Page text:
The Price of Knowledge: Access and Student Finance in Canada combines new and existing research in unprecedented detail to provide the most complete picture ever produced of the nation's students, their finances, and the assistance they receive from government and other sources.
"To continue to improve equality of access, it is clear that the emphasis on student financial aid needs to be supplemented with new efforts," said Alex Usher, co-author and Director, Research & Program Development for the Foundation. "Reducing deficiencies in academic preparation, awareness of PSE options, and the targeting of student financial aid towards young people from lower-income families may help to tackle disparities in university access. The problem will not be solved simply by writing larger cheques."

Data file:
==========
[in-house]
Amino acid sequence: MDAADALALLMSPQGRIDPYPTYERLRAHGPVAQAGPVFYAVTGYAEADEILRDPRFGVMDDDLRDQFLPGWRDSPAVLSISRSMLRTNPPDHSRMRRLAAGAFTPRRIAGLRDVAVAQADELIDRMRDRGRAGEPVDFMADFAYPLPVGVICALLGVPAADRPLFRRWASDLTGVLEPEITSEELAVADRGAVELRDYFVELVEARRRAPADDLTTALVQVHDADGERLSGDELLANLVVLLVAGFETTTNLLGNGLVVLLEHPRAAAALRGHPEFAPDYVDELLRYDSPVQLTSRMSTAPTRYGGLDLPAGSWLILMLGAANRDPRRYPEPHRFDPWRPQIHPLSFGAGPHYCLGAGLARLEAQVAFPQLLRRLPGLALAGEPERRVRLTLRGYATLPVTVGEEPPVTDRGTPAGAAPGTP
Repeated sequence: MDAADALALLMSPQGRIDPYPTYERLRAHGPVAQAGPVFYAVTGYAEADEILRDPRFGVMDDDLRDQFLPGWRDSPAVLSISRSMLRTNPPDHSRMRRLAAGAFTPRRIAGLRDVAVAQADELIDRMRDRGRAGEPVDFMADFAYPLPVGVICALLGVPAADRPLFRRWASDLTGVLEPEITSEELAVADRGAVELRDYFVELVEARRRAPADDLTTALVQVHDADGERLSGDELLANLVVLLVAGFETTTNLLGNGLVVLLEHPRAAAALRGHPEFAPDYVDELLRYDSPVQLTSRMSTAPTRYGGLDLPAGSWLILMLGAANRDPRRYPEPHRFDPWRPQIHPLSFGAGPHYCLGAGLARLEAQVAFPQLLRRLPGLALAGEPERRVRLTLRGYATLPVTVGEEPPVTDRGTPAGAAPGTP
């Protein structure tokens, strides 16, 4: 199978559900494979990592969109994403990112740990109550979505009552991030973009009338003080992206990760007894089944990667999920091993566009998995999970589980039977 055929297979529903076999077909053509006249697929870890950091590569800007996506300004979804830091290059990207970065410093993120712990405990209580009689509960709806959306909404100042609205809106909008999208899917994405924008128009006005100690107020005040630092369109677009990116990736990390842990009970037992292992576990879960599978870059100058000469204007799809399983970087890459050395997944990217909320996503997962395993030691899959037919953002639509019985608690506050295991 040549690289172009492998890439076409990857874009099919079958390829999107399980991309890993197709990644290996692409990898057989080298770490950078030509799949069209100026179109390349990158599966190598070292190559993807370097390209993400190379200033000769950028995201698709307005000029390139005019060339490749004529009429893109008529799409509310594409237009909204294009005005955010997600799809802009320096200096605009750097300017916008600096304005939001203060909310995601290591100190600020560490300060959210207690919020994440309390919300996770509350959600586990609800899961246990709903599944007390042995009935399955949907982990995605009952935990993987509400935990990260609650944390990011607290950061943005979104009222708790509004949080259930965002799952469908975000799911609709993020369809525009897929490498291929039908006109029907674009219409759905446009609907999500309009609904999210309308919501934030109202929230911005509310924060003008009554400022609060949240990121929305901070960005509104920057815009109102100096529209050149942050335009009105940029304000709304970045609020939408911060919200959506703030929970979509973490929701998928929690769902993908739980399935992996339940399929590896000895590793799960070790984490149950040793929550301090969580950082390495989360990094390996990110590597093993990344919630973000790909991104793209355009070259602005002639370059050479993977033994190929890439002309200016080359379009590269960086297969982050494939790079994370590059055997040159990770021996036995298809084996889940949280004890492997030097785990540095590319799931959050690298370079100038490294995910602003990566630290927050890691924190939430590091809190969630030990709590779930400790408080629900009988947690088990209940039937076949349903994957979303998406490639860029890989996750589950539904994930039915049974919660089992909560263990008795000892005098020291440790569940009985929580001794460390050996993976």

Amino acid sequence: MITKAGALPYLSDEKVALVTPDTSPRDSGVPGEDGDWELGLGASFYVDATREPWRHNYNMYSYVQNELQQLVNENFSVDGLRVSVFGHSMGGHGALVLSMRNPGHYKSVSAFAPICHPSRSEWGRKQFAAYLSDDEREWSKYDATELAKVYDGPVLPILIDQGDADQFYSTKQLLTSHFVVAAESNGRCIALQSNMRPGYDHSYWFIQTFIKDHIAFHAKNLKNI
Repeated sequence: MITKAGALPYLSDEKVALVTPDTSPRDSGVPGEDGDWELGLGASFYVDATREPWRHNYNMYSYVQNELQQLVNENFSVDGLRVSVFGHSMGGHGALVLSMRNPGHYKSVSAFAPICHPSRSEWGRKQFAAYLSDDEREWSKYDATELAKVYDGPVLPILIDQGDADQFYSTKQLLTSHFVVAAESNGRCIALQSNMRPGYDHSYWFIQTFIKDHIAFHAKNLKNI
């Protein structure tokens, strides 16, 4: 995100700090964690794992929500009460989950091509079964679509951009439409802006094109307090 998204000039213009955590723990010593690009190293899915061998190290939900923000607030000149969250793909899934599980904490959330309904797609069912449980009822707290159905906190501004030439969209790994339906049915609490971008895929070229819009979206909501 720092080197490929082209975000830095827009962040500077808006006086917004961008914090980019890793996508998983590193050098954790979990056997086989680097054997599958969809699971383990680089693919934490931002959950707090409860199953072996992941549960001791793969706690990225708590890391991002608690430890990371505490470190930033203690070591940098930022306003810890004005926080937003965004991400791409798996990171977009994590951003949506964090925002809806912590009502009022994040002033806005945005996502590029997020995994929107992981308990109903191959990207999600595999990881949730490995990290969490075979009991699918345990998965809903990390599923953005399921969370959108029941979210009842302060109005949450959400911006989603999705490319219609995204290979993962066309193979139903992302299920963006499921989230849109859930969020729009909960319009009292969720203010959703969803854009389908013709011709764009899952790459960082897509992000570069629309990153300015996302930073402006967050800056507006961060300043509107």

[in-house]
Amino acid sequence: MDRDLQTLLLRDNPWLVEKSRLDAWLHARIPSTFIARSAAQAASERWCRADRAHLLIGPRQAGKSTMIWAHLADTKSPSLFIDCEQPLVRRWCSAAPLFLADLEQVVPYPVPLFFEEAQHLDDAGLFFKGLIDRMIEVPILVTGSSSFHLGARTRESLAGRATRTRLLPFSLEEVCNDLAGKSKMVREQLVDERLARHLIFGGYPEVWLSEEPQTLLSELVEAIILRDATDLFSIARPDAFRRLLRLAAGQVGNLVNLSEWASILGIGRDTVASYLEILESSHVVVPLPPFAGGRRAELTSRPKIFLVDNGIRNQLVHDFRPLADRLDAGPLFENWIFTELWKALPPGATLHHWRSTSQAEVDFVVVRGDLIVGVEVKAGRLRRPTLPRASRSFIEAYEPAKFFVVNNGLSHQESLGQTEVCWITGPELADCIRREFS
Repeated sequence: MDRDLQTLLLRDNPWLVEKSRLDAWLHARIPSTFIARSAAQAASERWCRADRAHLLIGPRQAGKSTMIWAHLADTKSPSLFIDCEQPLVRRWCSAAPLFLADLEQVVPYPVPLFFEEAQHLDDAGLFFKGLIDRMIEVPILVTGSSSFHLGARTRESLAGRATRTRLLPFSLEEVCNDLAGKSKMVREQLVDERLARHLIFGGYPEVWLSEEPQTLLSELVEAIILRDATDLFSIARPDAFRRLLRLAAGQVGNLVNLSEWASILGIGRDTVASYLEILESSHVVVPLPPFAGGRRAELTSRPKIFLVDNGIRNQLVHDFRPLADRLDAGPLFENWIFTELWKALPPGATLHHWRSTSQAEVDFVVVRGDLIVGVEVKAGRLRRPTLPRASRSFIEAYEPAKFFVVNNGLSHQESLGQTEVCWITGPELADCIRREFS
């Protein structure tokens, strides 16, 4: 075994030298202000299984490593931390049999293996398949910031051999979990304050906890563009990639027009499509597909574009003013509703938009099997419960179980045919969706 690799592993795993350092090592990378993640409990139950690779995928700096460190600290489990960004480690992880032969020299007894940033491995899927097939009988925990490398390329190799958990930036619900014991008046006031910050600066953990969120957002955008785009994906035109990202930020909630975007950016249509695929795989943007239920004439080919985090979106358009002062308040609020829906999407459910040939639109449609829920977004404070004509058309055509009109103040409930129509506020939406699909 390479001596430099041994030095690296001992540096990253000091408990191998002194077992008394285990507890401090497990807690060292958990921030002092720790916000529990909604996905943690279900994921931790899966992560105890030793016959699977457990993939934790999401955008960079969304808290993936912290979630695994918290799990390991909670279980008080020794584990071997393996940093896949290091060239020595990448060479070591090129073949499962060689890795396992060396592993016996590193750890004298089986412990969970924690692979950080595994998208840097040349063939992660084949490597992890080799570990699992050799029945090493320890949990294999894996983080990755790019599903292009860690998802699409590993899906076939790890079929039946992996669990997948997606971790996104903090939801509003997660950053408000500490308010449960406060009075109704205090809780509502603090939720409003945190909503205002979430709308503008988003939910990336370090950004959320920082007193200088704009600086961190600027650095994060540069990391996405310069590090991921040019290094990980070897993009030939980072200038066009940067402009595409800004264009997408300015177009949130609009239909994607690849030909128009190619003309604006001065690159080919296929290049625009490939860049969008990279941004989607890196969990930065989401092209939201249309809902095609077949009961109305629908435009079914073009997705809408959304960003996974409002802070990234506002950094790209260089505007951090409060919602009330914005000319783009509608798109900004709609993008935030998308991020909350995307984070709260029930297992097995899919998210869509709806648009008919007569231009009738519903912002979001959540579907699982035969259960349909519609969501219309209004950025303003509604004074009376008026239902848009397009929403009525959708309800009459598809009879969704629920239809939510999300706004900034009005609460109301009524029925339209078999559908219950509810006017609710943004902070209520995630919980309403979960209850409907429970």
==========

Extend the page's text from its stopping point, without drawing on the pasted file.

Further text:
Among the key findings in The Price of Knowledge:
Recent from Statistics Canada
Now speaking of standing in line: co-op students, at least those who are going out on work terms in January, should head on over to Needles Hall this morning to pick up their documents. Officially called the master copy student record, it's the key piece of paper as students, employers and the co-op department prepare for job interview season.
More things happening today:
Tomorrow begins a series of events under the heading of "Forbidden Music", meaning music that was suppressed in Germany during the Nazi regime. German musicologist Albrecht Riethueller is the central figure, along with pianist Sherri Jones, who will give a concert of such music at 12:30 tomorrow in the Conrad Grebel College chapel. They'll then speak at Grebel's community supper tomorrow night, and more events will follow in the next few days.